Student attends UNCW two years after narrowly surviving jet ski accident – WECT

WILMINGTON, N.C. (WECT) – Freshman college student Alex King is starting his college career two years later than expected after a horrific jet skiing accident derailed his original plans in 2020.
King was enjoying the rest of his summer vacation at Lake Norman near Charlotte just days before he was set to start college in Charleston, South Carolina. He, unfortunately, didn’t make it to move-in day that year. A head-on jet ski collision led to severe injuries including three broken ribs, a broken clavicle, a punctured lung and a traumatic brain injury.
“One of the attending doctors came out and told me he was getting ready to have lung surgery and ‘we need to prepare you,’” said King’s father, Tony King. “I said, ‘for what, death?’”
Despite losing 18 units of blood before surgeons could get him into that surgery, he miraculously survived. Still, there was a long road to recovery ahead of him. King was in a coma for two weeks.
“It’s emotional because you see your son just laying there in a bed, just not moving,” said King’s father. “I know he heard us. I know he did. He didn’t give up because we were encouraging him, just don’t give up, don’t give up…”
After waking up, Alex King wasn’t focused on college courses. Instead, he spent the next two years relearning how to walk, eat and even sleep.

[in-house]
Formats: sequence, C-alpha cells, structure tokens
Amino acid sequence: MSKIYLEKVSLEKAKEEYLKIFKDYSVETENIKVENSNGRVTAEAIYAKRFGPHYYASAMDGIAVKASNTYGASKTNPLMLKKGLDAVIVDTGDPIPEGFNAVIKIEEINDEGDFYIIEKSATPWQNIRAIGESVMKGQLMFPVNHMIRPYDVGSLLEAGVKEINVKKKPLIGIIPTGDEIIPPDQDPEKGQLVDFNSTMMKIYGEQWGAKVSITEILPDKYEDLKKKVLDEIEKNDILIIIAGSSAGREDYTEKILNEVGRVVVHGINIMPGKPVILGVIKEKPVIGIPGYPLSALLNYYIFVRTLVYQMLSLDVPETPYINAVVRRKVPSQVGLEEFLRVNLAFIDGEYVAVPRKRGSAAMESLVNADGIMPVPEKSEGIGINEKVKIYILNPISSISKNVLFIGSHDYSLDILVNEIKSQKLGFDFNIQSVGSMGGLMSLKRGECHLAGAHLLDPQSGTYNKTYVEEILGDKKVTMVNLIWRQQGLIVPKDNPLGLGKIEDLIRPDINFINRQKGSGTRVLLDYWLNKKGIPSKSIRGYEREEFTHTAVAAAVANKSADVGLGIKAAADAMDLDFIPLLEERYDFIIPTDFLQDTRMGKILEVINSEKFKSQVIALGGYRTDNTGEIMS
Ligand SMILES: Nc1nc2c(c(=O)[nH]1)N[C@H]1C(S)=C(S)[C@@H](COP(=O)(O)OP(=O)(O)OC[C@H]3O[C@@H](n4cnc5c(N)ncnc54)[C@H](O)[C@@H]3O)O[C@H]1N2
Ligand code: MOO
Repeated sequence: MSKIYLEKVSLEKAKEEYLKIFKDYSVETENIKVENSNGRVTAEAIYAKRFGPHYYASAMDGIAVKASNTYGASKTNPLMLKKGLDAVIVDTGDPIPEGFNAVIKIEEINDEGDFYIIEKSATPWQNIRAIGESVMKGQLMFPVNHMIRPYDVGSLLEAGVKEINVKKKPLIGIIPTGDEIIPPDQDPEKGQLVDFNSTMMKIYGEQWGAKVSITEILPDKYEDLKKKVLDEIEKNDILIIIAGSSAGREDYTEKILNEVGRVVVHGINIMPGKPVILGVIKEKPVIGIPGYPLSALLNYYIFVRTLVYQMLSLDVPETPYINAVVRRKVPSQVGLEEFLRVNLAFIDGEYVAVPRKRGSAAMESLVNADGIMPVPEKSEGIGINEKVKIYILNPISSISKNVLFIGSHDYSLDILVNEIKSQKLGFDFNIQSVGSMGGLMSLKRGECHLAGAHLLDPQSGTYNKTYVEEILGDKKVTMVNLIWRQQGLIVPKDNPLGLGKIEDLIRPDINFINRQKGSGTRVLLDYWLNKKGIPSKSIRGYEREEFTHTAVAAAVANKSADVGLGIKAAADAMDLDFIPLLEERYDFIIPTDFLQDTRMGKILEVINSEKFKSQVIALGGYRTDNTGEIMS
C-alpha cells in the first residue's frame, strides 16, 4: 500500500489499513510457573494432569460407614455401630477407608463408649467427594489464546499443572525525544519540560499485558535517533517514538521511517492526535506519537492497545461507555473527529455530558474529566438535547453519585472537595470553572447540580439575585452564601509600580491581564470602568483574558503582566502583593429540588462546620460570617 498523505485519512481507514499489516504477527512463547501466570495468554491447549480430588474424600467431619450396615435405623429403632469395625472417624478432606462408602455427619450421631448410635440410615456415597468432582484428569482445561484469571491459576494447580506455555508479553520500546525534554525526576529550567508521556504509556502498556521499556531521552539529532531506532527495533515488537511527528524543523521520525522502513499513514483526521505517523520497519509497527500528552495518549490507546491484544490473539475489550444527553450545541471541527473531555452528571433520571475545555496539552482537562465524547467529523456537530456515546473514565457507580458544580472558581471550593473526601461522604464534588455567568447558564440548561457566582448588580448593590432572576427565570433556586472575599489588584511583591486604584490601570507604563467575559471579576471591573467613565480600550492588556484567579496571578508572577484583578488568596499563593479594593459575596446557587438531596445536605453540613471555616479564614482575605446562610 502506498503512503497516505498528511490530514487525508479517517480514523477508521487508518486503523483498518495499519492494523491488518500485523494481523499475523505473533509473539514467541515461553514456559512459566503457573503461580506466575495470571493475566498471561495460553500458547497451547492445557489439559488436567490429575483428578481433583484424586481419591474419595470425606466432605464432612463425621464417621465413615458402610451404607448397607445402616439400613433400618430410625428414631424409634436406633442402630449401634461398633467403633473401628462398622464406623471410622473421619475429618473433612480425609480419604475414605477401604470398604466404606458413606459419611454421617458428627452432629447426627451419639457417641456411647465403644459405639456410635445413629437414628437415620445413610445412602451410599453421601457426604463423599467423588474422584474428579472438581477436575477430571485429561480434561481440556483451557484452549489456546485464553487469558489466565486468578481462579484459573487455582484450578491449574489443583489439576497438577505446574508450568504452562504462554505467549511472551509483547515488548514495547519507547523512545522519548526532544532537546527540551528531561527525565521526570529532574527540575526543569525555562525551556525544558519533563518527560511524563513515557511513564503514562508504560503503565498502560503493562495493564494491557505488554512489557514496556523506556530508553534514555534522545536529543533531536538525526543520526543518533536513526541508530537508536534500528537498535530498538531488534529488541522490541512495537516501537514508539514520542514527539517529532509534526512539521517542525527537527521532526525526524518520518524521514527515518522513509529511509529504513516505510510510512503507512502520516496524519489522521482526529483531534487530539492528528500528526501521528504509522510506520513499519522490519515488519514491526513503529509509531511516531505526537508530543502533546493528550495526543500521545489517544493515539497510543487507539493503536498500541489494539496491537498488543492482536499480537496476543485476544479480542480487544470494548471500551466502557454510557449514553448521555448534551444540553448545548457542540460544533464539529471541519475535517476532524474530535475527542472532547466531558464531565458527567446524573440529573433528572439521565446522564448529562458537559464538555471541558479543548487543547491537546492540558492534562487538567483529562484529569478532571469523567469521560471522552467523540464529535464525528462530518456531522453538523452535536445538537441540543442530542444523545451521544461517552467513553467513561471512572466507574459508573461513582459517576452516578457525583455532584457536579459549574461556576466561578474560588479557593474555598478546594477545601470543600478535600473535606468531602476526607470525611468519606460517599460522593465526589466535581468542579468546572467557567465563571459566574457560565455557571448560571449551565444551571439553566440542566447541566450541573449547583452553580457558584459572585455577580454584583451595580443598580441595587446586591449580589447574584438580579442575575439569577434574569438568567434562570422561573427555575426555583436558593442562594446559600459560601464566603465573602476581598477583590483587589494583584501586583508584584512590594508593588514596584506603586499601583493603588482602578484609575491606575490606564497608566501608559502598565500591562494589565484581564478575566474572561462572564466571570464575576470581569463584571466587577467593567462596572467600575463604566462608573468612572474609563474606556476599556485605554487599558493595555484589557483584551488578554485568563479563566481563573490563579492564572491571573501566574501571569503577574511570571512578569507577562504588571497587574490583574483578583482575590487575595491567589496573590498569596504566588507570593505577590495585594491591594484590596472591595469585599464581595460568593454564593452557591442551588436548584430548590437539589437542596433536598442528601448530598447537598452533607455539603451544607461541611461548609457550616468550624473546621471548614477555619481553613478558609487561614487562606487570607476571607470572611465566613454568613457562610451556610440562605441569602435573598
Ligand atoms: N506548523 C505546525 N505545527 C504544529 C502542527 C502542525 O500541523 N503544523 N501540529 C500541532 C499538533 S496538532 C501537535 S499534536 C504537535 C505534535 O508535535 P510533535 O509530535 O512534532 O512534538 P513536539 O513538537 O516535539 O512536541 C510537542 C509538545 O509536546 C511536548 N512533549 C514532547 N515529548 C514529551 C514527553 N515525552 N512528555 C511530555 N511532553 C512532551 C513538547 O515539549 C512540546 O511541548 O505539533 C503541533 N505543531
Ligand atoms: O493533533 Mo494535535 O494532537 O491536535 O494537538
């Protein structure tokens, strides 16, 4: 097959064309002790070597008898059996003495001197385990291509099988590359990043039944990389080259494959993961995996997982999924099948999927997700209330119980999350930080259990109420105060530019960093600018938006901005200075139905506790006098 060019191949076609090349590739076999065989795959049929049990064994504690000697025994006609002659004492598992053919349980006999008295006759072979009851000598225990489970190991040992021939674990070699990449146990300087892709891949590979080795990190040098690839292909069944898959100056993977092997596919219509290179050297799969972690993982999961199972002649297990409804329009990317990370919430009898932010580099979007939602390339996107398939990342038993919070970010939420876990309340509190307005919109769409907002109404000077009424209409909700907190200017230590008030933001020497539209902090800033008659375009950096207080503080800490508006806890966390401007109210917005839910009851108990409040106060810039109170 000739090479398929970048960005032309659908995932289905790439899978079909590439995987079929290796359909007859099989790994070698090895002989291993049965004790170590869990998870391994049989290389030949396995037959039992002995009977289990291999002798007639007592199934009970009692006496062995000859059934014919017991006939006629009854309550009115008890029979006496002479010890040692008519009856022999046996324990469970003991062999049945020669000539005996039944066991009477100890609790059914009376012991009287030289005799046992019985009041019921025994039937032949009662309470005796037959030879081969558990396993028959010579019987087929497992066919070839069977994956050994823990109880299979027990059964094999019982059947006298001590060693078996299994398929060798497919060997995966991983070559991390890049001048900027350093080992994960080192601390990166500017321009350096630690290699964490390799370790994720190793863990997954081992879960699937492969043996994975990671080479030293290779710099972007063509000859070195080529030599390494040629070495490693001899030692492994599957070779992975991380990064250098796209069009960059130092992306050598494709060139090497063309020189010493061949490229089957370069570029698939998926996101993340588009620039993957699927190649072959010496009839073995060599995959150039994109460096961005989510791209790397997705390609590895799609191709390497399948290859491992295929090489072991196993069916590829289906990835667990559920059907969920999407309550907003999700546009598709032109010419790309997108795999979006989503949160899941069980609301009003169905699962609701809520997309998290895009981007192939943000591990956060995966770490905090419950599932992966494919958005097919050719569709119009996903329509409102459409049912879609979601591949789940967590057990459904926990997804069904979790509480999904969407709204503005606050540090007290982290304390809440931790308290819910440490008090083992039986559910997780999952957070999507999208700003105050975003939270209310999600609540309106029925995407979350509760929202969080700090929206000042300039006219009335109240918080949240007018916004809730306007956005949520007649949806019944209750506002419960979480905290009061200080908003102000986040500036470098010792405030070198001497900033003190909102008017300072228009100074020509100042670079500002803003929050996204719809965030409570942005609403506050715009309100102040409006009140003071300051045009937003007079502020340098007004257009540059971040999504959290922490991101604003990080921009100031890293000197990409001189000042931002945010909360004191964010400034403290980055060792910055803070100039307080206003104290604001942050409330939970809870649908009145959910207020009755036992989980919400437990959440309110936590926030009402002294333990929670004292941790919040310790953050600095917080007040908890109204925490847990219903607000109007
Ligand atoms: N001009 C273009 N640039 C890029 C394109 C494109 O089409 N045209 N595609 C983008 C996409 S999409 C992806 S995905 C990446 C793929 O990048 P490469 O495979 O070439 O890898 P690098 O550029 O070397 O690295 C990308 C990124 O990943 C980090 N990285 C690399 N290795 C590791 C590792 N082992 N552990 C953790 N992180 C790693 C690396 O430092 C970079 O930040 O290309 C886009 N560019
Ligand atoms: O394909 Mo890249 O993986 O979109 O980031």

“The vision has been the hardest part,” said Alex King. “My eyes are just slightly misaligned. That slight misalignment is the result of nerve paralysis, resulting in double vision.”
Today, he’s still recovering but now he’ll do so from his new home at UNC Wilmington.
“It’s like a big change for, I mean, anybody, but when you have a really bad brain injury, this is a lot. There’s so much stimulation. I joke with some of my friends in Charlotte, I’m O-S, over-stimulated.”
King is still working on his memory and vision — but the silver lining of it all is that he now has his sights set on a promising future.
“I’d love to be an optometrist because double vision and nystagmus — that’s where everything shakes — nobody, no optometrist or ophthalmologist that I’ve met with really understands,” said King. “I would be able to sympathize or empathize with the patients and try to help.”
Despite being hesitant at first, King’s doctors recommended he start with only three credits this semester, equaling about one class. The hope is that it will advance his traumatic brain injury recovery.
“Because it’s a challenge and my brain needs a challenge. It’s been a two-year… almost like a vacation,” said King. “I’m excited for the challenge for my personal improvement of my brain.”
King and his friends describe him as the competitive type, which seems to ring true since he decided to enroll in four classes this semester. He says that may change as the semester goes on, though good grades aren’t his goal for the year.
“[I’ll know it was a successful year] if when I go back home in Charlotte — my memory and cognition and executive functions — if that is much improved, which I believe it will be, that will say it was a success.”
His dad shares that hope for King’s first year in college. Move-in day and the first day of classes are milestones his family only hoped they would see.
“I am most proud that he didn’t give up,” said his father.
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